Safety Minute: Preventing House Fires 1 – Outlet Safety

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Electrical safety tips from Safety and Environmental Compliance Specialist David Young

House fires used to be a lot more common than they are today. There are three things a fire needs: fuel, air, and a heat source. Oil lamps and candles were the heat sources that caused most house fires, so buildings in WEC’s service area became much safer in 1939 onward, as they were wired for electric light. However, electricity can still cause fires when wires are misinstalled or when electrical connections are loose. You do not want your electric wiring to become a heat source.

In Vermont, individuals can wire their own home with no experience other than watching a Youtube tutorial. Home inspectors make sure everything is wired correctly–which is an important reason inspection is usually a condition of selling or buying a home. But even in a properly wired home, tune in to your outlets.

If you have outlets you use a lot, they loosen over time. Let’s say you have a crockpot on your counter that you regularly plug in to the same outlet. After ten or so years of high use, there won’t be much tension left in the outlet, and you’ll be able to tell when you can pull out the plug with no effort. A new outlet has quite a bit of grip on the prongs. That tight connection to the wire keeps the wire cooler. If there’s a lot of wiggle, heat can build up, which melts the insulation on the wire. An outlet is stapled to a stud or the wood in your wall, so you’ve got something getting really hot, the heat goes to the wood. Wood releases a gas, and gas is flammable.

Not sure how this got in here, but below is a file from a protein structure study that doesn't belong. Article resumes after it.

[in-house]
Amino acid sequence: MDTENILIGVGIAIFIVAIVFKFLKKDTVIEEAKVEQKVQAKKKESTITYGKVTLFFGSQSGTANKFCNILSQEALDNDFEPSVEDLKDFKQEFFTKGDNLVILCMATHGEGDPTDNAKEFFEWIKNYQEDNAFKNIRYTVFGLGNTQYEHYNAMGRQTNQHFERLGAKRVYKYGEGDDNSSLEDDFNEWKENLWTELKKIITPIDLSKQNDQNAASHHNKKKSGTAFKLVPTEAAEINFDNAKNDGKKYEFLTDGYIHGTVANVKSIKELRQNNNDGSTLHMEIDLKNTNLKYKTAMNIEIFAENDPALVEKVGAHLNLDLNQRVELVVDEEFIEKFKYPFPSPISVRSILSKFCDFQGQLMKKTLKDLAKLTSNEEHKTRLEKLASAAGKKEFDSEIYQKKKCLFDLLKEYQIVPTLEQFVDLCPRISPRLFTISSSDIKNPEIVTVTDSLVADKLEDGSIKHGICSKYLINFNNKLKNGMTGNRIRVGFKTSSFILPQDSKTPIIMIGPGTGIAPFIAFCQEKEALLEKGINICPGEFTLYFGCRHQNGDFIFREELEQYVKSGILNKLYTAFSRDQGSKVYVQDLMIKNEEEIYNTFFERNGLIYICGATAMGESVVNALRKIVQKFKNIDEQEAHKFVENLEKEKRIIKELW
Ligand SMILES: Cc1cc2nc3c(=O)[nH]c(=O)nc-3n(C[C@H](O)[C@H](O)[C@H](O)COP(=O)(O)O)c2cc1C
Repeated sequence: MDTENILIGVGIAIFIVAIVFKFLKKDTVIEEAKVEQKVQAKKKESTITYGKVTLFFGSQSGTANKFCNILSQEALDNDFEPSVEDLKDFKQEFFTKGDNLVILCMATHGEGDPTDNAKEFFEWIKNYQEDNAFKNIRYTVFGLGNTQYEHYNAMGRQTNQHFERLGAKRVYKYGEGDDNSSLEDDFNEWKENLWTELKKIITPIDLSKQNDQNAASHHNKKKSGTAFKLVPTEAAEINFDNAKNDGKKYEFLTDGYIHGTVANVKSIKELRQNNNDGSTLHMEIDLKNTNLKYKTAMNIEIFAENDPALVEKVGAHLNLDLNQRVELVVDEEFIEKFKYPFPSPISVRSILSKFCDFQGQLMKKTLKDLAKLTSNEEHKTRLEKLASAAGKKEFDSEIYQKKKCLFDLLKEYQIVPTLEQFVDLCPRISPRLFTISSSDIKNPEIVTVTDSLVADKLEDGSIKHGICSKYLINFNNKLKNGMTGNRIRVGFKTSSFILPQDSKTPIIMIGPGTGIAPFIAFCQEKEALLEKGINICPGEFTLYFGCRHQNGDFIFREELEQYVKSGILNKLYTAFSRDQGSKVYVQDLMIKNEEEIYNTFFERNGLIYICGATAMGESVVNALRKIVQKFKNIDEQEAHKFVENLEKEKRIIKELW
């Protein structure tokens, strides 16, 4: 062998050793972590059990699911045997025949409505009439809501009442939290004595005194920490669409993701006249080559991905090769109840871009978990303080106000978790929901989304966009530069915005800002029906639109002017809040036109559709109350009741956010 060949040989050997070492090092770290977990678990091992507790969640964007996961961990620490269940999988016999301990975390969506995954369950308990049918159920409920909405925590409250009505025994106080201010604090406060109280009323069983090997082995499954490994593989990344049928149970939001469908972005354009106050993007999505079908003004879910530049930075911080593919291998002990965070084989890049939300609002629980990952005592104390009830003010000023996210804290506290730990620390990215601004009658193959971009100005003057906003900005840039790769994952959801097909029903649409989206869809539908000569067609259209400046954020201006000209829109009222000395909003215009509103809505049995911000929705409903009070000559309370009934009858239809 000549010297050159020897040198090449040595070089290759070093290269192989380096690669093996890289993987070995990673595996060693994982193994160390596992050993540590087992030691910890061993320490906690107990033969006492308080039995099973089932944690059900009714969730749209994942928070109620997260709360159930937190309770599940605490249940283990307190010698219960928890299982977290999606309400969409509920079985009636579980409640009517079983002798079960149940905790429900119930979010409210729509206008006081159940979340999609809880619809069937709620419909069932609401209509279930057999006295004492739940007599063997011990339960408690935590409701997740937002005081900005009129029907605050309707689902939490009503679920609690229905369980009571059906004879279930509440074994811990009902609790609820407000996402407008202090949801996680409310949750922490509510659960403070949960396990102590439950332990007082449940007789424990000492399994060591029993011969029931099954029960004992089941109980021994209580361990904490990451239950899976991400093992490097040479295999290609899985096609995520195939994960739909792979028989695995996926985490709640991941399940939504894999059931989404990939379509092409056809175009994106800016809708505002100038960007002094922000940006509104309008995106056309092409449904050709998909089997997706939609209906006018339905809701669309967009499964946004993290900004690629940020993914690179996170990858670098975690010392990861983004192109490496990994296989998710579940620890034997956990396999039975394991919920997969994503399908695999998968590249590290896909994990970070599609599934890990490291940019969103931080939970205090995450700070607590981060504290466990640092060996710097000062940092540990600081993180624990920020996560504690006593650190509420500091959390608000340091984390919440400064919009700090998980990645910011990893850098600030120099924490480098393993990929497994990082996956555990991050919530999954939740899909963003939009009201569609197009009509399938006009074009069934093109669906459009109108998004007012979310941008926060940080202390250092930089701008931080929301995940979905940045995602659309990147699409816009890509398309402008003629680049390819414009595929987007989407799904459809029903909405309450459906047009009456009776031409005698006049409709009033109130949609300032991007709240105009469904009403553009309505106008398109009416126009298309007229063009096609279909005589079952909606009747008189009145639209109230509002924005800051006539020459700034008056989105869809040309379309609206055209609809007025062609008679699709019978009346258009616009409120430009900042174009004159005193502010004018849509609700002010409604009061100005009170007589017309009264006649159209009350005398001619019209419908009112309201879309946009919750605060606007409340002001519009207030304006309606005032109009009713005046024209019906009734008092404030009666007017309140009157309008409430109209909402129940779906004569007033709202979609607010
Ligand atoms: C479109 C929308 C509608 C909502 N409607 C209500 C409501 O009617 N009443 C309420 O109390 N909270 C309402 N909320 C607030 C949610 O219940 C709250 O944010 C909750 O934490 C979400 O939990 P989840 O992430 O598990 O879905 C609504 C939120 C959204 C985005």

If you want to check the tension in your outlets, there’s a tool that retails for about $80. Or, you could purchase a brand new outlet–they are inexpensive–and take it around your house comparing its tension with all your other outlets.

Here’s what you need to know:

  1. If you go to unplug something and it feels warm, there may be an issue. The heat can be from heavy use, or it’s indication the outlet needs to be replaced. If it unplugs really easily, that’s an indication the outlet is the likely culprit.
  2. If you identify any loose outlets, hire a licensed electrician to replace them for you. This should not be a high-cost service.
  3. Keep space heaters away from walls and flammable items. If the cord feels warm, it’s an indication there may be an electrical issue.

Members can request safety presentations from David Young for their school, organization, or community group. Contact him at 802-224-2340 or